Recently, residents have inquired as to why the Parks and Recreation Commission elected to implement a five dollar fee for park stickers in the Town of Trumbull. The genesis of this decision came through discussions that the Parks and Recreation Commission has had over the last several years concerning out-of-town residents who are using our parks. In some instances, they are not only utilizing our park system but also misusing the park system. The commission became concerned by the fact that residents were paying taxes to maintain a beautiful park system that was being misused by others.

The commission discussed various alternatives to better police the park system and prevent out-of-town residents from taking advantage of town resources and services at the expense of the Trumbull taxpayers. The commission previously requested line item expenditures that would allow for additional manpower to police the park system. This request for additional manpower would have come through more park rangers. This would have represented significant cost to the Trumbull taxpayers — much more than any $5 sticker fee. The commission is of the unanimous consensus that Trumbull residents should have the right of first refusal to use our park system and I am sure everyone can agree that Trumbull taxpayers should not be subsidizing, through increased property taxes, the cost of additional manpower to police our park system.

The commission concluded that the parking sticker fee was the least cost-inhibitive in allowing for appropriate policing. The commission and the department have determined that between 1,800 to 2,000 out-of-town residents use our park system between Memorial Day and Labor Day. It is also significant to note that many other neighboring municipalities have a fee for a park sticker and in many instances, those fees are much greater than the Town of Trumbull.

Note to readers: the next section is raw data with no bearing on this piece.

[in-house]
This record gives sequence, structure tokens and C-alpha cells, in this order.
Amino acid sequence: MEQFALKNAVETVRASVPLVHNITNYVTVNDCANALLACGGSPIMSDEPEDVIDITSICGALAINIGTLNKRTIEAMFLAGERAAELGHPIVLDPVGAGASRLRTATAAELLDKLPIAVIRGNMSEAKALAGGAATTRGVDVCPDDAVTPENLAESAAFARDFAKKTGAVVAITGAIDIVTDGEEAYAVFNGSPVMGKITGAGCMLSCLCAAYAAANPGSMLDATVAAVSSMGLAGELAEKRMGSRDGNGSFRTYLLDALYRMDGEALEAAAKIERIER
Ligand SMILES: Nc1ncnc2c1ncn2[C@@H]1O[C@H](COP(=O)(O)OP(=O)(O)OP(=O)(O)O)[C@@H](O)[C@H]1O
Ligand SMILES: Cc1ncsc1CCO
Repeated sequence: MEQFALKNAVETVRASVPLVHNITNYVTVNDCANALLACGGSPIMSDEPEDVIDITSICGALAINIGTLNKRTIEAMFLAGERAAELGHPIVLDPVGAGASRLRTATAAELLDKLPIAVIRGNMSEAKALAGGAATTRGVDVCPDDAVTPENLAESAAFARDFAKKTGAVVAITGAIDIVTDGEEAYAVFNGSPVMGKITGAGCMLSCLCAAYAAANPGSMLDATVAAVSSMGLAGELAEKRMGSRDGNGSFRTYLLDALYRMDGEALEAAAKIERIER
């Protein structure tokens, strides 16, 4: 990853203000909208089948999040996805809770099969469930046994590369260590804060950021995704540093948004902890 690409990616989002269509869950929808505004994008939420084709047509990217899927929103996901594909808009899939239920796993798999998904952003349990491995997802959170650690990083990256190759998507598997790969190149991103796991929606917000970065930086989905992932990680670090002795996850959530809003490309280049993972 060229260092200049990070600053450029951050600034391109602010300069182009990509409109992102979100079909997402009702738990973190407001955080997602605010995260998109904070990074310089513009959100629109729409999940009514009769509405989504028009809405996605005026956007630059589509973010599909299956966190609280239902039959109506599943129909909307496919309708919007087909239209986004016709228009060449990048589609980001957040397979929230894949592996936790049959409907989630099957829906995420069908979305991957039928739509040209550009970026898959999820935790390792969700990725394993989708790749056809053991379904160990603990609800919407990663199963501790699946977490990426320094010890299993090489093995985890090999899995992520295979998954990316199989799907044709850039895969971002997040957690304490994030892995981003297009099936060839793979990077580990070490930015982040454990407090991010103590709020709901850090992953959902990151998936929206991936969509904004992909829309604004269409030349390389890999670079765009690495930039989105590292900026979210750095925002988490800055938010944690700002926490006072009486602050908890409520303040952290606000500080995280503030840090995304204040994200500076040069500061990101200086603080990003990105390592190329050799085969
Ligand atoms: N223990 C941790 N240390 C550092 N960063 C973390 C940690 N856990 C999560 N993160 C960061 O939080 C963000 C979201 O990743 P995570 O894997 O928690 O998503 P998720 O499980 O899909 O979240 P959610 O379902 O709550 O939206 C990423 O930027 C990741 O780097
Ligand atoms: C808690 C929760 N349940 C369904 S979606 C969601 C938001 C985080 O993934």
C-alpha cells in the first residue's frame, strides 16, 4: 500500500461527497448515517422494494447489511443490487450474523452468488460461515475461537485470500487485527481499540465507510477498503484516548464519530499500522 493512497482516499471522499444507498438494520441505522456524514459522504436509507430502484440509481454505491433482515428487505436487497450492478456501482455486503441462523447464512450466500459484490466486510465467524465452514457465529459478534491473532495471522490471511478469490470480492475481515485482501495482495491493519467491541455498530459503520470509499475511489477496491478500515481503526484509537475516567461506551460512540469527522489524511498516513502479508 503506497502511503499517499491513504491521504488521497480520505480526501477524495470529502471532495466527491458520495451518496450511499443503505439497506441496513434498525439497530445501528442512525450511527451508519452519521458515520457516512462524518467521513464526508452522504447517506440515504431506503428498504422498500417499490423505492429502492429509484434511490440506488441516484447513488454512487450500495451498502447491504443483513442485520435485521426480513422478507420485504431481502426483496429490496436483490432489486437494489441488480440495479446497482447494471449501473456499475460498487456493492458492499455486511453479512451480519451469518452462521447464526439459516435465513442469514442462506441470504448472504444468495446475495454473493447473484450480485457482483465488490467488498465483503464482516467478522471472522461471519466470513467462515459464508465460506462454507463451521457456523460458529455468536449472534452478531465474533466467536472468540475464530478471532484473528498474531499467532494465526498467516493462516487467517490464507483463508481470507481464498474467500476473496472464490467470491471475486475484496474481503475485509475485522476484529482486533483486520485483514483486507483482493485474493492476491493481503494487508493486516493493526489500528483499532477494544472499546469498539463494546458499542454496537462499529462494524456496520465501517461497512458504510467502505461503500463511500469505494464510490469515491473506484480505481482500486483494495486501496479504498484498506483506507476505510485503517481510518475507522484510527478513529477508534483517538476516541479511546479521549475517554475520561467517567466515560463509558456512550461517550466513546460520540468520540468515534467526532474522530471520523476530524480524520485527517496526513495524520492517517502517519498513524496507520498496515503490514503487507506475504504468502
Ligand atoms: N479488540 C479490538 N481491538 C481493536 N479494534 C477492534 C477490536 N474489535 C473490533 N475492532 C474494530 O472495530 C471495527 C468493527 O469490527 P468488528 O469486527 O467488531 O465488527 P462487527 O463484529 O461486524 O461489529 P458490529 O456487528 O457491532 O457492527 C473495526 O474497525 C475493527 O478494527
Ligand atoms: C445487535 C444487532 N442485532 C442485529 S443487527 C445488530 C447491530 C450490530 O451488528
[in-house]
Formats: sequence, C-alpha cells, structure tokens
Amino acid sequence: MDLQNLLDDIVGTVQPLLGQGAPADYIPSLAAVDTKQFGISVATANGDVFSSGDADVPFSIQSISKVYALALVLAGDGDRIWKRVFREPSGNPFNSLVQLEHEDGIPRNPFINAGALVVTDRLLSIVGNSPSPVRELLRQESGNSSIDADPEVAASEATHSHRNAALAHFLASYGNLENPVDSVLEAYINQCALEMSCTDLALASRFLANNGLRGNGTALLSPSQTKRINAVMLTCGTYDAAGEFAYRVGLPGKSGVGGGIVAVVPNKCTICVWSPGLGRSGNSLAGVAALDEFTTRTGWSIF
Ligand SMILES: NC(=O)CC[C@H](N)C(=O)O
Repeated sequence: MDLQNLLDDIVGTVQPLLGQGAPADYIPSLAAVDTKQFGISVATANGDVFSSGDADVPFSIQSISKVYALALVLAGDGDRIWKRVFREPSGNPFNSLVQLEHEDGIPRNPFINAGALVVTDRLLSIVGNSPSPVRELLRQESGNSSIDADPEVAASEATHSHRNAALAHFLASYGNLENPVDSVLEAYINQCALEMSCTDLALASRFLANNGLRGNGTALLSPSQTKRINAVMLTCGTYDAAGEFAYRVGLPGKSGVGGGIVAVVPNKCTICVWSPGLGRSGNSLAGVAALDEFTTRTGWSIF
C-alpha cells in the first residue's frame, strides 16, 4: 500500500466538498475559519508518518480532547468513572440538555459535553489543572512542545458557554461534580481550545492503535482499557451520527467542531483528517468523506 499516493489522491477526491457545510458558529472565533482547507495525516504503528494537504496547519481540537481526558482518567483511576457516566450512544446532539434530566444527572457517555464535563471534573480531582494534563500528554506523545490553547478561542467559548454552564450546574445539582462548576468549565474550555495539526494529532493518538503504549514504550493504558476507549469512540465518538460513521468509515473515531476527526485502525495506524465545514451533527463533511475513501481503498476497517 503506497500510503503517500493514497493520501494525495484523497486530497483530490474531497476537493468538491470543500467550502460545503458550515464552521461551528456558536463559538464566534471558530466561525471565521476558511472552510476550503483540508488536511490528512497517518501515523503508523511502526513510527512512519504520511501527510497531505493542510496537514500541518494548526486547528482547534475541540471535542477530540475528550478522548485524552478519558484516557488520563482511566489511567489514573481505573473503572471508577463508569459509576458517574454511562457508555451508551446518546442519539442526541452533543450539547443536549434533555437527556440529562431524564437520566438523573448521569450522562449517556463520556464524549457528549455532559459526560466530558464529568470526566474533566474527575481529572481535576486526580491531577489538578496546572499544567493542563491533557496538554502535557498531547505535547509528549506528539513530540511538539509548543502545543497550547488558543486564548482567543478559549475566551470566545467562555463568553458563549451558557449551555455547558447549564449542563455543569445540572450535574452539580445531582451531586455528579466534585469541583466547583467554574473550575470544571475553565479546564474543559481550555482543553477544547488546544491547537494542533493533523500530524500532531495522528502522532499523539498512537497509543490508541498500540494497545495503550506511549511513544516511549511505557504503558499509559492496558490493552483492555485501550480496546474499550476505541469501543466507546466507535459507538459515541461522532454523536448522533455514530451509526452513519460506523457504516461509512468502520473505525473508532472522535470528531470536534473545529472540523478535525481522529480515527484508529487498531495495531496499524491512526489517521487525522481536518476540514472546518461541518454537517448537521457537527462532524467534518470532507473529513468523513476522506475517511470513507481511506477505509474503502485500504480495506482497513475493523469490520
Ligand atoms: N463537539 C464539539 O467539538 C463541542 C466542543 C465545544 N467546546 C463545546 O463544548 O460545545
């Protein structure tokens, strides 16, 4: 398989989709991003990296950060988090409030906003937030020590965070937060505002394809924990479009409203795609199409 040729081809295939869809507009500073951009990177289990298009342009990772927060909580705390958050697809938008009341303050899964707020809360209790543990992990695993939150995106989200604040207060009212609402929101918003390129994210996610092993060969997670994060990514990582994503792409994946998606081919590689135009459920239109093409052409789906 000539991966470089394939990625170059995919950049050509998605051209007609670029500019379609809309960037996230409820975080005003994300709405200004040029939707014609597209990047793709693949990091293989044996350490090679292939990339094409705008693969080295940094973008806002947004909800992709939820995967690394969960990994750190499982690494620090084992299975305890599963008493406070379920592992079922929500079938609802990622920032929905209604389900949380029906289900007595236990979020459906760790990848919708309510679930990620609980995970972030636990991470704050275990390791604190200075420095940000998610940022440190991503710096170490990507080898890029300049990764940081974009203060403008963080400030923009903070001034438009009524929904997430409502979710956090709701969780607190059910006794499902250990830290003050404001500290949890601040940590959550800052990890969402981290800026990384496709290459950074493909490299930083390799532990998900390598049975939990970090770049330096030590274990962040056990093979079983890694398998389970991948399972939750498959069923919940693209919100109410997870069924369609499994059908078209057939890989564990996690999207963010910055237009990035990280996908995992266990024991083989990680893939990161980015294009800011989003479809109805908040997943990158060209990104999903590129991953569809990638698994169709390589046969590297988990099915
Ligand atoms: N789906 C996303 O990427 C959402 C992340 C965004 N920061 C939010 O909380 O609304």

We can all agree that our parks system, like our school system, is a tremendous asset that makes Trumbull a community of choice in the State of Connecticut. Would Trumbull taxpayers rather spend $5 to make sure our parks are appropriately policed, or would they rather have their property taxes raised an additional $40 a year to make sure adequate manpower is in place to properly police our park system? Every resident in the Town of Trumbull pays property taxes, two thirds of which goes toward our public school system. Trumbull has generous tax relief program for our senior citizens, that is provided for in our annual operating budget and funded by Trumbull taxpayers. If we are willing to allow all of our residents to pay for a good public school system and senior citizen tax relief, we should all be willing to pay for a park system that we as residents use and enjoy on a regular basis.

The Parks and Recreation Commission welcomes any additional feedback from the residents of Trumbull as to how we can continue to maintain one of the best parks systems in Connecticut, for the benefit of our residents.

Robert Ferrigno

Chairman, Parks and Recreation Commission